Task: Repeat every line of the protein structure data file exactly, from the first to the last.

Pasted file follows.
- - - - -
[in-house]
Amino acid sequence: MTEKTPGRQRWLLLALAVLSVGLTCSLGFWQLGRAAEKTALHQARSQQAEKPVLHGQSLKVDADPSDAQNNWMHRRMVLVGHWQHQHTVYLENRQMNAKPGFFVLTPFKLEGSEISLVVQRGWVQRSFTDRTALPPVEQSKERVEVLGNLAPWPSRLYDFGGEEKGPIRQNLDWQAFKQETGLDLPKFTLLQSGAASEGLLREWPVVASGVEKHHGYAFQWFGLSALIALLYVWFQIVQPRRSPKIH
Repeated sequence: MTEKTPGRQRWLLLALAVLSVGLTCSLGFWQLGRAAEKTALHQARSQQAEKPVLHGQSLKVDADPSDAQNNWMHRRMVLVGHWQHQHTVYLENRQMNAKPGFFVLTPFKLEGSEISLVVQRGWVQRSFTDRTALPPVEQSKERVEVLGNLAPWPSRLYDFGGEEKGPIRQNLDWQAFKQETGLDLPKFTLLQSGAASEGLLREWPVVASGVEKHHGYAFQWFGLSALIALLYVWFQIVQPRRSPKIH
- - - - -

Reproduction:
[in-house]
Amino acid sequence: MTEKTPGRQRWLLLALAVLSVGLTCSLGFWQLGRAAEKTALHQARSQQAEKPVLHGQSLKVDADPSDAQNNWMHRRMVLVGHWQHQHTVYLENRQMNAKPGFFVLTPFKLEGSEISLVVQRGWVQRSFTDRTALPPVEQSKERVEVLGNLAPWPSRLYDFGGEEKGPIRQNLDWQAFKQETGLDLPKFTLLQSGAASEGLLREWPVVASGVEKHHGYAFQWFGLSALIALLYVWFQIVQPRRSPKIH
Repeated sequence: MTEKTPGRQRWLLLALAVLSVGLTCSLGFWQLGRAAEKTALHQARSQQAEKPVLHGQSLKVDADPSDAQNNWMHRRMVLVGHWQHQHTVYLENRQMNAKPGFFVLTPFKLEGSEISLVVQRGWVQRSFTDRTALPPVEQSKERVEVLGNLAPWPSRLYDFGGEEKGPIRQNLDWQAFKQETGLDLPKFTLLQSGAASEGLLREWPVVASGVEKHHGYAFQWFGLSALIALLYVWFQIVQPRRSPKIH